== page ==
• One other thing about confrontation. Remember, several times now I have talked about how we need prayer partners and accountability partners. You know that if we did this we would have a wonderful opportunity set up for each one of us to help each other grow in Christ. The Bible says as iron sharpens iron so a man sharpens his brother (Proverbs 27:17). We sharpen each other. This holds us accountable which builds us up before we reach the point where we have left the church or we are living in sin.
  • So, we see James exhorts us to confront those who have fallen away.
  • In verses 19-20 we also see restoration.
    • The person is confronted and he or she is brought back.
    • The goal of confronting is to restore the person into a relationship with you and others in the church.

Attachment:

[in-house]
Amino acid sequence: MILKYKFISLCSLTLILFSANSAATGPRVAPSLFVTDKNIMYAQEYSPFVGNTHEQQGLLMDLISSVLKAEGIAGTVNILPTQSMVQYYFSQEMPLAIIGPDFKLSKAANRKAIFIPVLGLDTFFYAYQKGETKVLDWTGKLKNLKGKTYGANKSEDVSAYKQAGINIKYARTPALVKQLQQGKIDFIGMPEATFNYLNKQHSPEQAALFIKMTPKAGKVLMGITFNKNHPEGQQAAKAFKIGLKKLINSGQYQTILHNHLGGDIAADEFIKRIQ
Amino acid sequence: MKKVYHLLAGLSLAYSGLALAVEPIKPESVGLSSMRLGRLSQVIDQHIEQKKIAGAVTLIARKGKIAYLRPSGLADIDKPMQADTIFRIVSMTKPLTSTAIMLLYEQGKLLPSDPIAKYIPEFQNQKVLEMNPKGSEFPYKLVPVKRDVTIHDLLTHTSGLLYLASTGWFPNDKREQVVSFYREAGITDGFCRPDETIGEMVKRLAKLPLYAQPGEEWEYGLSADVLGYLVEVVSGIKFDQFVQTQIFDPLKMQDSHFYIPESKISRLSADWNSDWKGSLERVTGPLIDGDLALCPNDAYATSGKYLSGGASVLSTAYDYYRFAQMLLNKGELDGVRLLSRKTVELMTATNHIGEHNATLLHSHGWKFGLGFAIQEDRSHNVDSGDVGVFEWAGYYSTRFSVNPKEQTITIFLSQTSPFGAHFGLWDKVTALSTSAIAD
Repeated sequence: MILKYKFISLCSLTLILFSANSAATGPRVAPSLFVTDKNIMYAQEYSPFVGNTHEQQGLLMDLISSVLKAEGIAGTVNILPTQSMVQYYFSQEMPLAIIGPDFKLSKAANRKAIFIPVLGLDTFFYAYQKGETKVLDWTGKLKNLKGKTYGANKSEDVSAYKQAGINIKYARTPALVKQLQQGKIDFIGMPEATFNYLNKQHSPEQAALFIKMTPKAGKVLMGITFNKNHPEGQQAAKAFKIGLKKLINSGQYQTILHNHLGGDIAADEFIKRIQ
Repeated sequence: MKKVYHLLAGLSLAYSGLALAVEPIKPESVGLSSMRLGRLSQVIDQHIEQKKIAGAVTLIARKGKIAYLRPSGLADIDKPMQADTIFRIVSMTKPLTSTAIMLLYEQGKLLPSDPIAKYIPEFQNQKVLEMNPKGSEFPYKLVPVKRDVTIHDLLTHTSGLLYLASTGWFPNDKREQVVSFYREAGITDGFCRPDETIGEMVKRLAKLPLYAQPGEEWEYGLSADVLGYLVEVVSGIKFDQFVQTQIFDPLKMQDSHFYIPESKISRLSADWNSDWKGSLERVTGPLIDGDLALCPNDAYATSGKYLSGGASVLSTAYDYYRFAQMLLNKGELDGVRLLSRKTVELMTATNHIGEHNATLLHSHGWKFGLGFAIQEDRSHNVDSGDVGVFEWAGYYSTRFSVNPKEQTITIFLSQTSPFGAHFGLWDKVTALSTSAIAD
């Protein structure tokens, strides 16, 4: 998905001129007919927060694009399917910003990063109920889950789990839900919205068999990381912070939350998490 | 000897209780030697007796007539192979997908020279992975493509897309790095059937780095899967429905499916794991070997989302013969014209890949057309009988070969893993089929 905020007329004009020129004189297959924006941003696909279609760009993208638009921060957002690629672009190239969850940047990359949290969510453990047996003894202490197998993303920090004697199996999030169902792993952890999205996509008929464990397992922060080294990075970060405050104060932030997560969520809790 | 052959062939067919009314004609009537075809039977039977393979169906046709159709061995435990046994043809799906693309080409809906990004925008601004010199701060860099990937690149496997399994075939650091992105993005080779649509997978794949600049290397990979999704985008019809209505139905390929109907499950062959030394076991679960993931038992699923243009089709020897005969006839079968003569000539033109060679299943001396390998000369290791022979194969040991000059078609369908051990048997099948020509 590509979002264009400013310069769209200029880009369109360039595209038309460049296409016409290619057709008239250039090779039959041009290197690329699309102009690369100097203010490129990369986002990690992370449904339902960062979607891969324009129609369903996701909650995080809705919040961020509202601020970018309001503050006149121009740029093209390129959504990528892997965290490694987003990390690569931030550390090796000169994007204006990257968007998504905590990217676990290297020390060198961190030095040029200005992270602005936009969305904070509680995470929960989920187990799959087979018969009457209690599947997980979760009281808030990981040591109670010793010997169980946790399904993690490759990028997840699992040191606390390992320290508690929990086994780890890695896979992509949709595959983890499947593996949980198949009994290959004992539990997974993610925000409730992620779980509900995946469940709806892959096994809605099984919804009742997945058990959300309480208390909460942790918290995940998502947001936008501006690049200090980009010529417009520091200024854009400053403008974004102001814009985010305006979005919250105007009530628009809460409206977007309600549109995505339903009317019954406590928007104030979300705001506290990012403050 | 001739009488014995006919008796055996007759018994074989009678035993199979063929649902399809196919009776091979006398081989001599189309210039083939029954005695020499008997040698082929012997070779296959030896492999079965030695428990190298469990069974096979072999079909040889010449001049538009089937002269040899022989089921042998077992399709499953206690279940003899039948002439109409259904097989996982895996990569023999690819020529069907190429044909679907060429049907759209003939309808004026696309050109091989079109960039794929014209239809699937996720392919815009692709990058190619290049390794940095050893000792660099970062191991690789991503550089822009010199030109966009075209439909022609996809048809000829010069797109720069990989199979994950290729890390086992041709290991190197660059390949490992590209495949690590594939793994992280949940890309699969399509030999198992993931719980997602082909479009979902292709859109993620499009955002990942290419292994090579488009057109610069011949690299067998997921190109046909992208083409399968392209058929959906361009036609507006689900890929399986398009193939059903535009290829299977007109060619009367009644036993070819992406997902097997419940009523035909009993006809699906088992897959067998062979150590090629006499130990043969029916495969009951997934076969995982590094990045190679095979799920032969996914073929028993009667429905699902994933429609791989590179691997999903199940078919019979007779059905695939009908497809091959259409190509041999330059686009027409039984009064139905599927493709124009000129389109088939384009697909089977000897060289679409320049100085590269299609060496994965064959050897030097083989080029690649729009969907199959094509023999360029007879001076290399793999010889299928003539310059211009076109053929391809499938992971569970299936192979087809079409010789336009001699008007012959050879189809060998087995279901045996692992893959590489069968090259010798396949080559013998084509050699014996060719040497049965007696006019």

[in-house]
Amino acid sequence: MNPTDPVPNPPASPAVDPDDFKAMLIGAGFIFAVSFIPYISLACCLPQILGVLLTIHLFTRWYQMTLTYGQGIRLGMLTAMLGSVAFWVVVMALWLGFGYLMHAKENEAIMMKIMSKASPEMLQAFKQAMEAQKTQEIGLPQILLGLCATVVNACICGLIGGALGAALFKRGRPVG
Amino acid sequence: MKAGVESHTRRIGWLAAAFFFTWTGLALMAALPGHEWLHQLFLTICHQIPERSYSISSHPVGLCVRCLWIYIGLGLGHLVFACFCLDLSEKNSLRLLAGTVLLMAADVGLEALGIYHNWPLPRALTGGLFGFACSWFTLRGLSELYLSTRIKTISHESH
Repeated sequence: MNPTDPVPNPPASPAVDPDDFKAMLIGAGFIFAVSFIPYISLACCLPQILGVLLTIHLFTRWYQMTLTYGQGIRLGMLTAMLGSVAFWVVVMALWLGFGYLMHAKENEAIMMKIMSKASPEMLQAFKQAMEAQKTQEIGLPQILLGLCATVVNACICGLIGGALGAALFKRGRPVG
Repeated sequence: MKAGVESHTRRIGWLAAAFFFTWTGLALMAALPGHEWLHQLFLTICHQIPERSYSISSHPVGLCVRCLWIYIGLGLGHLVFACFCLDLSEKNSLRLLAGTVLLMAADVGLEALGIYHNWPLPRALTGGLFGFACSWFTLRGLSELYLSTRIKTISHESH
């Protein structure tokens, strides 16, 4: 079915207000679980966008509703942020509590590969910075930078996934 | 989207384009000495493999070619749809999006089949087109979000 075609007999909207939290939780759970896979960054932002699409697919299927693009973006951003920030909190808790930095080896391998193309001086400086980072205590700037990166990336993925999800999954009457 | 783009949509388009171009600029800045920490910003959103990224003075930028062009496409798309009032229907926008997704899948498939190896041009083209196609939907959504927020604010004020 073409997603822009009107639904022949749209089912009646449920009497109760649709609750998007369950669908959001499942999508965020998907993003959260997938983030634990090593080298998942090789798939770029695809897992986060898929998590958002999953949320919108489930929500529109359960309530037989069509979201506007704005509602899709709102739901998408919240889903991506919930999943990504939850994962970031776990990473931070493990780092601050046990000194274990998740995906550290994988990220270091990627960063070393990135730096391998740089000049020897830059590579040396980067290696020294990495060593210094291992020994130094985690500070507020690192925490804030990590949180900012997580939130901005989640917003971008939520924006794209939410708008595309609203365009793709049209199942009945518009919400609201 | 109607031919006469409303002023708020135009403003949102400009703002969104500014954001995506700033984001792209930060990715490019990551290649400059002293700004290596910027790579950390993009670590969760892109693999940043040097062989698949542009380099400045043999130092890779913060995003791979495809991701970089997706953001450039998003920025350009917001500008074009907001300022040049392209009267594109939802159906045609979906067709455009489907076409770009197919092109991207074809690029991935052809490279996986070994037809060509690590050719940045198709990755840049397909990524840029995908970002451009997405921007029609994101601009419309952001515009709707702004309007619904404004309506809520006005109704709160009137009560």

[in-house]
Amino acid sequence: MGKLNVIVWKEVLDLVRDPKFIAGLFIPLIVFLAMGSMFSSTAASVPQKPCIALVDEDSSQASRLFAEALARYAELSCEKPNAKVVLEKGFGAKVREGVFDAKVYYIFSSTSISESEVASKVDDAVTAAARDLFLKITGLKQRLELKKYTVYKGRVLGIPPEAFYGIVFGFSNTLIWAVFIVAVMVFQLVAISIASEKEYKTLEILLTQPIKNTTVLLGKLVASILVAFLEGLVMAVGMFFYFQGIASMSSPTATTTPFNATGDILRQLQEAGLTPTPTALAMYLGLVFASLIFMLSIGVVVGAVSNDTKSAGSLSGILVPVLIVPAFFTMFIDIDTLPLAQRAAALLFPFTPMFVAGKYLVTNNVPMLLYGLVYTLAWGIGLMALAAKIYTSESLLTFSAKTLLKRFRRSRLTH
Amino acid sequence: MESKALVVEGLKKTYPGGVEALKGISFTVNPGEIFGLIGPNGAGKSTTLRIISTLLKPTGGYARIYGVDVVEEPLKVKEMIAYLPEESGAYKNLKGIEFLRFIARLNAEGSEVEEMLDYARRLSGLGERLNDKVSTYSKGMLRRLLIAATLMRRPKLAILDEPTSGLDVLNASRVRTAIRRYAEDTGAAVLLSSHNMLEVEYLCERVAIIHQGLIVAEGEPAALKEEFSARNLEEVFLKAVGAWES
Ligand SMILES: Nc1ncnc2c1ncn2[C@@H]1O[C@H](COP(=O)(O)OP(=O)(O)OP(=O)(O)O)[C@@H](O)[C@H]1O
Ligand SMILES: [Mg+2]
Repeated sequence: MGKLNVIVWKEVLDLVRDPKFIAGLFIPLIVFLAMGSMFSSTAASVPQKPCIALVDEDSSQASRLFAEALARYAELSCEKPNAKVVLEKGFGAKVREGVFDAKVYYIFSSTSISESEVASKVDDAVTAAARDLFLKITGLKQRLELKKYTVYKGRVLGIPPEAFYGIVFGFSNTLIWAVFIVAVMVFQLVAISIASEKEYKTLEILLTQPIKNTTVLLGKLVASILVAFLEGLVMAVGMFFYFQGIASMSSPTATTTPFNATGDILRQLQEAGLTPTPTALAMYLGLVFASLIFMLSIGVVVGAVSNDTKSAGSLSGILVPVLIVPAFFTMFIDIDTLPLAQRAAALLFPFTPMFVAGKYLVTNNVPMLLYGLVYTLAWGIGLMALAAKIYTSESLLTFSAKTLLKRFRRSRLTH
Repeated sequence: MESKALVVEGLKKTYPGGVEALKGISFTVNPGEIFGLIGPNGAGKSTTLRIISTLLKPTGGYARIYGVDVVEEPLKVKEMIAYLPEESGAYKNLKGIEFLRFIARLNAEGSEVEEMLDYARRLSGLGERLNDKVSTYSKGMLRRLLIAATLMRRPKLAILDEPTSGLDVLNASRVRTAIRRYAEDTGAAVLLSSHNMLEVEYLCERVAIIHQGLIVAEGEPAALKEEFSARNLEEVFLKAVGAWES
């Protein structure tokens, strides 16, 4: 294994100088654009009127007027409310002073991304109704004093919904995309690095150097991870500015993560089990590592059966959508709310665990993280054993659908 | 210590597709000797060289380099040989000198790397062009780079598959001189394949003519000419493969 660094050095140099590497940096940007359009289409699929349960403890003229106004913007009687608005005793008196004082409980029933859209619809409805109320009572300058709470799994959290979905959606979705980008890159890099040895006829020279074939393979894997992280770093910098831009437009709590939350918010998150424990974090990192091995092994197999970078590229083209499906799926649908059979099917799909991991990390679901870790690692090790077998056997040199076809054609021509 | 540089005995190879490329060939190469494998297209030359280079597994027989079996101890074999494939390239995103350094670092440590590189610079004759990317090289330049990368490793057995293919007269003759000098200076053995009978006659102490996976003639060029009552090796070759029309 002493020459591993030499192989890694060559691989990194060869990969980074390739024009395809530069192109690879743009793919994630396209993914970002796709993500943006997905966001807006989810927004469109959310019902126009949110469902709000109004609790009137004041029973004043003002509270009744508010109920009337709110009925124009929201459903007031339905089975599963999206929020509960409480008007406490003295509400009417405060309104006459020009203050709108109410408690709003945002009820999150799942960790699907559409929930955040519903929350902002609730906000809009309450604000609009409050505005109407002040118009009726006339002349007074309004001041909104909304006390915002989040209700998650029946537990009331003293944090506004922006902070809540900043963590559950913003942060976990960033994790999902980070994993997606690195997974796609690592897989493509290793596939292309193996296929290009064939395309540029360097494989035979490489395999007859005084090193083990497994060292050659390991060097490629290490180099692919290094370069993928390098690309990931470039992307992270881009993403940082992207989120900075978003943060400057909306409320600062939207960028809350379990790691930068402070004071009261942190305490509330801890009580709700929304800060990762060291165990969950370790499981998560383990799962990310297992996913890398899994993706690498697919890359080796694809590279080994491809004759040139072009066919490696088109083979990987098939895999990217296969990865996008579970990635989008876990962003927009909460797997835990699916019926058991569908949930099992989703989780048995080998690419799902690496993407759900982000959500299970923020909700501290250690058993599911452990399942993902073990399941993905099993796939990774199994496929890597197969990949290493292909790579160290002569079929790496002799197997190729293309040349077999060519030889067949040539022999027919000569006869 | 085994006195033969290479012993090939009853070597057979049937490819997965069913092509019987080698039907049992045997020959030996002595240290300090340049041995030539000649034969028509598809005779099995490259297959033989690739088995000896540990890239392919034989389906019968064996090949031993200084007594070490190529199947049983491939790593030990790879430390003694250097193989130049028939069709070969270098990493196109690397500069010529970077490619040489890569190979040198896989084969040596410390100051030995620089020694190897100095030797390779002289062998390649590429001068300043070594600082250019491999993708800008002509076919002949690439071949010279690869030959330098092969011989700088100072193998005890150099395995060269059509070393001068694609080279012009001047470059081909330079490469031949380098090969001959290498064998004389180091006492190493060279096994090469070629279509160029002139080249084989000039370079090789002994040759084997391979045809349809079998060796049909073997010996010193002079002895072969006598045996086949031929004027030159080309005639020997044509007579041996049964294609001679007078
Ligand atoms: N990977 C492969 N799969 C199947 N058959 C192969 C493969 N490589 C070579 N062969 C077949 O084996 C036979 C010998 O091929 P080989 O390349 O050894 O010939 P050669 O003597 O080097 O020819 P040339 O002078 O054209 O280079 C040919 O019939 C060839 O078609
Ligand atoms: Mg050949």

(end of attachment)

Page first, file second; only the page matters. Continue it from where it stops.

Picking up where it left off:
• The individual was a sinner in the error of his or her ways and now he or she is turned from them. He is restored to a right relationship with God. Restoration can’t fully happen without salvation.
    • What is a right relationship with God worth? It is priceless.
    • This is just like the commercials. A Big Mac from McDonalds cost about 3.00, a book from the book store cost about 10.00, a burrito from Chipotle cost about 15.00, a cup of coffee from Starbucks cost about 100.00 (obvious exaggeration), a relationship with God— priceless!
    • We can’t put a price on the intangible. This leads us to the last part of James.
  • James ends his epistle with salvation.
    • This confrontation leads to salvation. Salvation implies restoration.
    • James says this saves his or her soul from death. The person who wandered from the truth was heading to hell. Now, they are heading toward Heaven. They are saved from death and destruction.
    • James says this covers a multitude of sins.
    • Jesus died for all of our sins.
    • Sometimes this process is different, yet the reward is the same. Sometimes there is no restoration because you need to share the gospel with people who have never gone to church before.
    • It is not restoring because they have never been a part of the church.
    • We have got to be more passionate about sharing the Gospel.